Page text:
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Bigotry at Biggby? What You Need to Know About Lawsuit Focused on Biggby Owner Who Fired Three Queer Employees in One Day

Newly expanded Elliott-Larsen Civil Rights Act, federal protections will factor into case

Sarah Bricker Hunt

Michigan’s expanded Elliott-Larsen Civil Rights Act (ELCRA) will take center stage in an upcoming civil case brought by two queer employees fired in a single day by an overtly religious Biggby Coffee shop franchise owner in Mount Pleasant. A third LGBTQ+ employee not named in the suit was also fired on the same day.

The three workers — a transgender man, a bisexual woman and a lesbian — had worked at the store for months with no apparent performance issues, but in June, one of the employees put up a Pride Month display that the shop’s 32-year-old co-owner, Landon Palmer, deemed “too political.” The next day, he fired them all.  

Now, Palmer is being sued in Isabella County Circuit Court under Michigan’s freshly revised civil rights law, which specifically addresses discrimination against LGBTQ+ individuals in the workplace. REALS-Palmer, an LLC owned by Rodney and Eileen Palmer, who own the Biggby located at 4445 E. Bluegrass Road in Mount Pleasant, is also named in the suit. The suit alleges that Palmer wrongfully terminated the employees because of who they love and how they identify — the ELCRA bars discrimination related to sexual orientation and gender identity or expression.



Jay Kaplan, staff attorney for the ACLU of Michigan's LGBTQ+ Project, notes that if Palmer fired the employees because he doesn’t approve of their orientation, he could be running afoul of not only Michigan’s ELCRA, but Federal Title VII, as well, which prohibits discrimination on the basis of sex in employment. Kaplan pointed to the U.S. Supreme Court decision in the 2020 Bostock v. Clayton County case, which found that LGBTQ+ employees were protected against discrimination by employers with 15 or more employees under Title VII of the 1964 Civil Rights Act. 

The plaintiffs in the case against Palmer allege that his personal beliefs are at the heart of why they were let go and that he put his religious beliefs above their civil rights. After the firings, the employees were replaced with heterosexuals. 

The lawsuit includes a detailed account of what the former employees say happened at the coffee shop and a depiction of Palmer’s openly expressed religious and anti-LGBTQ+ beliefs. According to the lawsuit, Palmer belongs to a church that espouses the scientifically inaccurate belief that the only genders are male and female. The church also preaches that marriage is a union exclusive only to one man and one woman. Nonheterosexual romantic relationships are sinful, according to the church. Palmer, the plaintiffs allege, frequently posted flyers promoting the church around the shop, hosted church-related events onsite and frequently talked about the church.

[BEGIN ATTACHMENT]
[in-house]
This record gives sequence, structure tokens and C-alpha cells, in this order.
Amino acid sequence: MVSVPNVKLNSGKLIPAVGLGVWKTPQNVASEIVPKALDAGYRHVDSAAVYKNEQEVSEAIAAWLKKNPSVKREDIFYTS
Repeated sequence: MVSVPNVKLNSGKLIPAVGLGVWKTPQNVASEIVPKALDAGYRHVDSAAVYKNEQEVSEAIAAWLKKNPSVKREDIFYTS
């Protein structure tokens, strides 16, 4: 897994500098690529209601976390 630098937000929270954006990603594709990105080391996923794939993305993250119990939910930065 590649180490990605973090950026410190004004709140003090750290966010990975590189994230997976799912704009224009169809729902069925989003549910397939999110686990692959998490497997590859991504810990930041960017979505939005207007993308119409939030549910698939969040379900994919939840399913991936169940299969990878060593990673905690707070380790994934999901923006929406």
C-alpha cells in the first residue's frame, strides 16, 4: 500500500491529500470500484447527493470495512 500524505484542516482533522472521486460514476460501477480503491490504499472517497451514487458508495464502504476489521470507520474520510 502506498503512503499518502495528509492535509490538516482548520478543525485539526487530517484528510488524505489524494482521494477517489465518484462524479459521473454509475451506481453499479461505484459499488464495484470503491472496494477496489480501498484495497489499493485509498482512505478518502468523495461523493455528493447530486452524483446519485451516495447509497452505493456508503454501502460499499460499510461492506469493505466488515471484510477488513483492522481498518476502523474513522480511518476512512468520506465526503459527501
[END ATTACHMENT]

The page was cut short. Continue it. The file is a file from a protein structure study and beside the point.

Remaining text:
On June 11, Palmer removed a Pride Month-themed “trivia chalkboard.” The chalkboard space featured holidays and events throughout the year like Black History Month and Women’s History Month. The Pride Month theme included questions like “What geographical location has the most rainbows each year?” and “What year was the first Pride parade?” 

Two days later, the suit alleges, Palmer was sitting in the customer dining room when one of the plaintiffs came in to buy a cup of coffee. She chatted with a coworker about deciding on a gift for her girlfriend’s upcoming birthday. The owner overheard the conversation and, the lawsuit states, "noticeably reacted to hearing this.”

The next day, Palmer fired the three employees, including 23-year-old trans man Edwin Williamson, 25-year-old lesbian Mikaila Brown and a bisexual woman who is not named in the lawsuit. The employees allege that Palmer refused to give a reason for firing them.

Williamson reached out to Biggby’s communications coordinator by email. The Detroit Free Press, which reviewed the emails, reports that Williamson wrote: "We feel our terminations were unjust and discriminatory. … Of the employees terminated, three of us are openly queer. Given that we were not given a legitimate reason behind our terminations, we are concerned about the legality of our terminations and would like to speak with a human resources representative for Biggby Coffee to further explain and understand our situation."

A communication coordinator wrote back with this response: "We are very sorry to hear about the trouble at this location. Biggby Coffee is committed to embracing diversity, celebrating individuality, and supporting equality for all. We believe that by creating an inclusive environment, we can provide a warm and welcoming experience for all individuals who work in or visit our stores. At Biggby Coffee we strive to foster an atmosphere where everyone feels accepted, valued, and free to be themselves."

The coordinator indicated that the corporate office is not involved in store-level decisions and encouraged Williamson to reach out to the store owner. Williamson replied that the store owner was the person who fired him. In response, the coordinator wrote, "We are very sorry to hear about how this has been received and appreciate you taking the time to bring it to our attention! While we are unable to guarantee the follow-up action taken by the store owner as a result of this feedback, we will send it directly to Landon so that he has the opportunity to follow up accordingly. This incident is also being reviewed internally. … I hope you have a beautiful weekend!"

Hearings for the suit have yet to be scheduled, according to publicly available Isabella County Courthouse records.



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